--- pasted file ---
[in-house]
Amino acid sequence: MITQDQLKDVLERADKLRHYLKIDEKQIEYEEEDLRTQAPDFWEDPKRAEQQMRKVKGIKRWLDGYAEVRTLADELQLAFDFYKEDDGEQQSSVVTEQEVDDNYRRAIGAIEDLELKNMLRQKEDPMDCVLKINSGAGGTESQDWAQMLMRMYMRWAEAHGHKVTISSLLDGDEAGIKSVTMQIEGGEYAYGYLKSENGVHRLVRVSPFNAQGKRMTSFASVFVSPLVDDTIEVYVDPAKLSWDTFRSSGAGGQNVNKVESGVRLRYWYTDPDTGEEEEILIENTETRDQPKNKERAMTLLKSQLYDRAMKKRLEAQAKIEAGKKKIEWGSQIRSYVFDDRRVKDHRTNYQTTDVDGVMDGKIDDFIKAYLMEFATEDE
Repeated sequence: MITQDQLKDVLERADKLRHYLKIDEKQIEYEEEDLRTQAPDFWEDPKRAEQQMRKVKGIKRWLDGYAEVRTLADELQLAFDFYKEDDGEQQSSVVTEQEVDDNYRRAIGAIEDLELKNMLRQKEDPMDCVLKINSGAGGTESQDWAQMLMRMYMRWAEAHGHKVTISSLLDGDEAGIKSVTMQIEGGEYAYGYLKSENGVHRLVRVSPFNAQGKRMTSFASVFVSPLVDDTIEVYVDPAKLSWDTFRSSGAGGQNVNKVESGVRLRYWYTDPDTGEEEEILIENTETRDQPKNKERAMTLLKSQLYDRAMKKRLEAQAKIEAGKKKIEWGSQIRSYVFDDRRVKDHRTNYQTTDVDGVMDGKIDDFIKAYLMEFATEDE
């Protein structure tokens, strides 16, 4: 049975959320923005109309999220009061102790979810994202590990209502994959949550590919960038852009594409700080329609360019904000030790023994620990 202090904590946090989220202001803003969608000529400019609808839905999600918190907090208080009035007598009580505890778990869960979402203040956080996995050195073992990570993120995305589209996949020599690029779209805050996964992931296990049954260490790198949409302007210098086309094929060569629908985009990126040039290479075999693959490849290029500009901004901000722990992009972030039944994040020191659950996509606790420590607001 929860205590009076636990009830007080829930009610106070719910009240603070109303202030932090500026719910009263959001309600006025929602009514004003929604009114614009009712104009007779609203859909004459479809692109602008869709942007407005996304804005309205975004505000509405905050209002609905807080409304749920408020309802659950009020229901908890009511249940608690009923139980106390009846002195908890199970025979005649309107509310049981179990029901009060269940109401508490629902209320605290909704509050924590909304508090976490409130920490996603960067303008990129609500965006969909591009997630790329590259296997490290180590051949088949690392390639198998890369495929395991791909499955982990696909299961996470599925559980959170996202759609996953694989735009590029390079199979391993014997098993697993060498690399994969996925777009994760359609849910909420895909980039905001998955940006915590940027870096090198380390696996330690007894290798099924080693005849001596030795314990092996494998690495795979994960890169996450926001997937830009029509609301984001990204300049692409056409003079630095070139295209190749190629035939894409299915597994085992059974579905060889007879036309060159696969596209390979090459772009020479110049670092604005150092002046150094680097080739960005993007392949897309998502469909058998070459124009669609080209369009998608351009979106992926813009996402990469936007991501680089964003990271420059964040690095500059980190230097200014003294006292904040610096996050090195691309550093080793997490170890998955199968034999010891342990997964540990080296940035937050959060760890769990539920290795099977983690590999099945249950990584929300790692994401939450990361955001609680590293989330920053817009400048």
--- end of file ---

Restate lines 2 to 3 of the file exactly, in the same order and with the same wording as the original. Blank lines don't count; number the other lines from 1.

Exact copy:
Amino acid sequence: MITQDQLKDVLERADKLRHYLKIDEKQIEYEEEDLRTQAPDFWEDPKRAEQQMRKVKGIKRWLDGYAEVRTLADELQLAFDFYKEDDGEQQSSVVTEQEVDDNYRRAIGAIEDLELKNMLRQKEDPMDCVLKINSGAGGTESQDWAQMLMRMYMRWAEAHGHKVTISSLLDGDEAGIKSVTMQIEGGEYAYGYLKSENGVHRLVRVSPFNAQGKRMTSFASVFVSPLVDDTIEVYVDPAKLSWDTFRSSGAGGQNVNKVESGVRLRYWYTDPDTGEEEEILIENTETRDQPKNKERAMTLLKSQLYDRAMKKRLEAQAKIEAGKKKIEWGSQIRSYVFDDRRVKDHRTNYQTTDVDGVMDGKIDDFIKAYLMEFATEDE
Repeated sequence: MITQDQLKDVLERADKLRHYLKIDEKQIEYEEEDLRTQAPDFWEDPKRAEQQMRKVKGIKRWLDGYAEVRTLADELQLAFDFYKEDDGEQQSSVVTEQEVDDNYRRAIGAIEDLELKNMLRQKEDPMDCVLKINSGAGGTESQDWAQMLMRMYMRWAEAHGHKVTISSLLDGDEAGIKSVTMQIEGGEYAYGYLKSENGVHRLVRVSPFNAQGKRMTSFASVFVSPLVDDTIEVYVDPAKLSWDTFRSSGAGGQNVNKVESGVRLRYWYTDPDTGEEEEILIENTETRDQPKNKERAMTLLKSQLYDRAMKKRLEAQAKIEAGKKKIEWGSQIRSYVFDDRRVKDHRTNYQTTDVDGVMDGKIDDFIKAYLMEFATEDE